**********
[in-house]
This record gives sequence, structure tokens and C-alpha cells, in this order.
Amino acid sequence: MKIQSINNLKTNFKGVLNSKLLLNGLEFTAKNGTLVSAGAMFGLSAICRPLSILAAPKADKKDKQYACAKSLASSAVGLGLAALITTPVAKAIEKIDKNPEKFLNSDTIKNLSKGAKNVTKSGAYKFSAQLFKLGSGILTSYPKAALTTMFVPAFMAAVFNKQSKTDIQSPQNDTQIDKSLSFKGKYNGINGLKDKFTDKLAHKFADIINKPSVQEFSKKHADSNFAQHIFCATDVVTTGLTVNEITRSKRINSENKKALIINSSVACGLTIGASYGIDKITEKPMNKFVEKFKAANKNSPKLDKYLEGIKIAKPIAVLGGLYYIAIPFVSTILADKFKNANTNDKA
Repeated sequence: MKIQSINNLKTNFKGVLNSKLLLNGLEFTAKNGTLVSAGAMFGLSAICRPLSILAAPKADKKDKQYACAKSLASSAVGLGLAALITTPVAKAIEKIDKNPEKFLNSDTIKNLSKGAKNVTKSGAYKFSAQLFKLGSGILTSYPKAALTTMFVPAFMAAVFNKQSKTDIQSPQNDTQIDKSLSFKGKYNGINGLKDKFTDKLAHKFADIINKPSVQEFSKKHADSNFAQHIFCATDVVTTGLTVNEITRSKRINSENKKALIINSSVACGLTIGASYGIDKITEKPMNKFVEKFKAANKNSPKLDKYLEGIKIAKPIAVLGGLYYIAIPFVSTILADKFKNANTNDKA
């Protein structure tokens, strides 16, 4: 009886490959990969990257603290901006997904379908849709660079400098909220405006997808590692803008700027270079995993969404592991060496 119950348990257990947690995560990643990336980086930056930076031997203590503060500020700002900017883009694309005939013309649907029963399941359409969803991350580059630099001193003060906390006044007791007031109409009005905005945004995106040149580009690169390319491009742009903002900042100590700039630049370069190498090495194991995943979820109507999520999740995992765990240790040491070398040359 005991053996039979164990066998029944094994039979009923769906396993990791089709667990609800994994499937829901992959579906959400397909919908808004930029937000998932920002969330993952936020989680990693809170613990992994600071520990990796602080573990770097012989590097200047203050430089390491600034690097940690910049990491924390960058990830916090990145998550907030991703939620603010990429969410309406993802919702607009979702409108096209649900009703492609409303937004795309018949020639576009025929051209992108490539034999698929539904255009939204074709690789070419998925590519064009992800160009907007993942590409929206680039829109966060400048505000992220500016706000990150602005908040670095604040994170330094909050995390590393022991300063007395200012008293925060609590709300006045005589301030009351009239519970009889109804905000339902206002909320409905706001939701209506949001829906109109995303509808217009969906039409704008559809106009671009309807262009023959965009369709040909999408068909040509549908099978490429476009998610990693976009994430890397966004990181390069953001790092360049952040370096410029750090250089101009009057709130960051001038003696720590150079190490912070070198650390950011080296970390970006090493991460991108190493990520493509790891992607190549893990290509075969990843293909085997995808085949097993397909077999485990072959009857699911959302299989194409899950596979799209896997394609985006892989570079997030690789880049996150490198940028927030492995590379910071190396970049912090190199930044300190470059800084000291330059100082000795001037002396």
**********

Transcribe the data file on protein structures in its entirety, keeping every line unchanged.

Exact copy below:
[in-house]
This record gives sequence, structure tokens and C-alpha cells, in this order.
Amino acid sequence: MKIQSINNLKTNFKGVLNSKLLLNGLEFTAKNGTLVSAGAMFGLSAICRPLSILAAPKADKKDKQYACAKSLASSAVGLGLAALITTPVAKAIEKIDKNPEKFLNSDTIKNLSKGAKNVTKSGAYKFSAQLFKLGSGILTSYPKAALTTMFVPAFMAAVFNKQSKTDIQSPQNDTQIDKSLSFKGKYNGINGLKDKFTDKLAHKFADIINKPSVQEFSKKHADSNFAQHIFCATDVVTTGLTVNEITRSKRINSENKKALIINSSVACGLTIGASYGIDKITEKPMNKFVEKFKAANKNSPKLDKYLEGIKIAKPIAVLGGLYYIAIPFVSTILADKFKNANTNDKA
Repeated sequence: MKIQSINNLKTNFKGVLNSKLLLNGLEFTAKNGTLVSAGAMFGLSAICRPLSILAAPKADKKDKQYACAKSLASSAVGLGLAALITTPVAKAIEKIDKNPEKFLNSDTIKNLSKGAKNVTKSGAYKFSAQLFKLGSGILTSYPKAALTTMFVPAFMAAVFNKQSKTDIQSPQNDTQIDKSLSFKGKYNGINGLKDKFTDKLAHKFADIINKPSVQEFSKKHADSNFAQHIFCATDVVTTGLTVNEITRSKRINSENKKALIINSSVACGLTIGASYGIDKITEKPMNKFVEKFKAANKNSPKLDKYLEGIKIAKPIAVLGGLYYIAIPFVSTILADKFKNANTNDKA
């Protein structure tokens, strides 16, 4: 009886490959990969990257603290901006997904379908849709660079400098909220405006997808590692803008700027270079995993969404592991060496 119950348990257990947690995560990643990336980086930056930076031997203590503060500020700002900017883009694309005939013309649907029963399941359409969803991350580059630099001193003060906390006044007791007031109409009005905005945004995106040149580009690169390319491009742009903002900042100590700039630049370069190498090495194991995943979820109507999520999740995992765990240790040491070398040359 005991053996039979164990066998029944094994039979009923769906396993990791089709667990609800994994499937829901992959579906959400397909919908808004930029937000998932920002969330993952936020989680990693809170613990992994600071520990990796602080573990770097012989590097200047203050430089390491600034690097940690910049990491924390960058990830916090990145998550907030991703939620603010990429969410309406993802919702607009979702409108096209649900009703492609409303937004795309018949020639576009025929051209992108490539034999698929539904255009939204074709690789070419998925590519064009992800160009907007993942590409929206680039829109966060400048505000992220500016706000990150602005908040670095604040994170330094909050995390590393022991300063007395200012008293925060609590709300006045005589301030009351009239519970009889109804905000339902206002909320409905706001939701209506949001829906109109995303509808217009969906039409704008559809106009671009309807262009023959965009369709040909999408068909040509549908099978490429476009998610990693976009994430890397966004990181390069953001790092360049952040370096410029750090250089101009009057709130960051001038003696720590150079190490912070070198650390950011080296970390970006090493991460991108190493990520493509790891992607190549893990290509075969990843293909085997995808085949097993397909077999485990072959009857699911959302299989194409899950596979799209896997394609985006892989570079997030690789880049996150490198940028927030492995590379910071190396970049912090190199930044300190470059800084000291330059100082000795001037002396």